broadens awareness of the fact that depression is not merely a mental illness but affects
physical wellness as well.
Scott, D., Burke, K., Williams, S., Happell, B., Canoy, D., Ronan, K. (2012). Increased
prevalence of chronic physical health disorders in Australians with diagnosed mental
illness. Australian and New Zealand J ournal of Public Health, 36(5), 483-486
Main aim of this article is to compare the prevalence of chronic physical health disorders in
Australians faced with mental illness and general population. Scope of this study seeks to
include a wide variety of physical health disorders such as abnormal weight gain, pain in
joints and metabolic syndrome. Authors in this article mainly argue that various mental health
conditions and treatments that patients are required to undertake tend to adversely affect
physical health causing metabolic dysfunctions and weight gain.
Like others, this article directly addresses the research topic. An experimental approach has
been adopted to explain common co-morbidities that exist with mental health disorders. The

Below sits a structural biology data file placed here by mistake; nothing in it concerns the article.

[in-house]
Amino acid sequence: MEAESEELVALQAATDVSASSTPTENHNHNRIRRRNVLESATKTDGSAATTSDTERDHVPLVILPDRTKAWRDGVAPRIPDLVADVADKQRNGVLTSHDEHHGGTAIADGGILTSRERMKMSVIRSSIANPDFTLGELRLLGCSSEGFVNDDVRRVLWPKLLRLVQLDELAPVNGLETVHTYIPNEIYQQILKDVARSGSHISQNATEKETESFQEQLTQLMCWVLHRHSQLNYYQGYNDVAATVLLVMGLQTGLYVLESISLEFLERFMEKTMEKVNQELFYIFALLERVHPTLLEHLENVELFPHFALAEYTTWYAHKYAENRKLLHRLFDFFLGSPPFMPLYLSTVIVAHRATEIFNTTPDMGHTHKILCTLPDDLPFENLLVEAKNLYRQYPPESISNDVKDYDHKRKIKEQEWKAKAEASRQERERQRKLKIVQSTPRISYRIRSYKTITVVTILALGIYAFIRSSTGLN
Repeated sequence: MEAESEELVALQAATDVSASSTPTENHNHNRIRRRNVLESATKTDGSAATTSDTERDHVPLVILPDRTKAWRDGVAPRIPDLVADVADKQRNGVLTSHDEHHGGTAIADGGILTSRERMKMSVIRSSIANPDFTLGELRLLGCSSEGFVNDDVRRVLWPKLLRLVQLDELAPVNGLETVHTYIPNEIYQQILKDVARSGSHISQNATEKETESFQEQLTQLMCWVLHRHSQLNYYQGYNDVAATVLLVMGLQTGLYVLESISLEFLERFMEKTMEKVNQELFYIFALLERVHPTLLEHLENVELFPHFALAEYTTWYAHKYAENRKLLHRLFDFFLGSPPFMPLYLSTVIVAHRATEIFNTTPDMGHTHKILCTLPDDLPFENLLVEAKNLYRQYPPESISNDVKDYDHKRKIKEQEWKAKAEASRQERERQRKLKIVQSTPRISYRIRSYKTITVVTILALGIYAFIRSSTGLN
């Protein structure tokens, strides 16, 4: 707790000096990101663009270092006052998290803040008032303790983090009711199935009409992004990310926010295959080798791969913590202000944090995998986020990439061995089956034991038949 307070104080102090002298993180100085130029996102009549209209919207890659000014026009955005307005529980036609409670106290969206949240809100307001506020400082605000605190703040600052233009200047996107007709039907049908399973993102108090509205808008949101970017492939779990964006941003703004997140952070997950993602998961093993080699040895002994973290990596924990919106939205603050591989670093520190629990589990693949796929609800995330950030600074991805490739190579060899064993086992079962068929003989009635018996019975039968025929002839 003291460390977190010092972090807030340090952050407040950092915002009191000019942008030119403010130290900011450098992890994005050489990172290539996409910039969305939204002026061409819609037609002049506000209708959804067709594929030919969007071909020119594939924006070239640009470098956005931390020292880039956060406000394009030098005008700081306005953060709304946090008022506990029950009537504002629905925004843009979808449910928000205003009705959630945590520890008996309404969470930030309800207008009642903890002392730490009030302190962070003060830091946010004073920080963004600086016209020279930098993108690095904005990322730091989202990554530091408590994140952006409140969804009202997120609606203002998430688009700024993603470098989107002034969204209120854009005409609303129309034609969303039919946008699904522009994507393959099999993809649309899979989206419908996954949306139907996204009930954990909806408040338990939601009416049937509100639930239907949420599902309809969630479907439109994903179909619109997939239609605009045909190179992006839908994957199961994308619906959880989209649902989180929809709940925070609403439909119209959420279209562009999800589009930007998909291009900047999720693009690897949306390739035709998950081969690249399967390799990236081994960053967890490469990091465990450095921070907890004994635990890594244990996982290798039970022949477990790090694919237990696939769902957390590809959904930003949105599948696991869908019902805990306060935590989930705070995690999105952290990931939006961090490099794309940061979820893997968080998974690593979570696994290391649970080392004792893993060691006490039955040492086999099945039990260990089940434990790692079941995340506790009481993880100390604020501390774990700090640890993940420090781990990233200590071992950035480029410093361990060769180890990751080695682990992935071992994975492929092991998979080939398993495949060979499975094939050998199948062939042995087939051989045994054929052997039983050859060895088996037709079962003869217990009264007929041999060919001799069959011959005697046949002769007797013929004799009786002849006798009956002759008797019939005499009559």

article intends to address health professionals and tends to alert them towards the coexistence
of chronic physical co-morbidities in individuals faced with mental health conditions.
An online participant survey was conducted with a total of 1716 Australian individuals. 58%
of these participants were females. Self reported body mass index and chronic physical
conditions were utilised as outcome measures of the study. Tables presented in the article
aided understanding as they served to provide clarity. They listed participant demographics
along with the nature of their physical and mental conditions.
A major strength of the article is that it provides experimental evidence to the existence of
chronic physical co-morbidities along with mental health conditions. A major weakness
however might be seen from the fact that self reported physical conditions might be a result
of participant perception.
The article concluded by suggesting that Australian adults faced with mental conditions are at
a much higher risk of developing chronic physical conditions as compared to their
counterparts without any mental illness. The article aids our understanding of the topic as it
serves to provide further clarity and evidence to the fact that co-morbidities exist with mental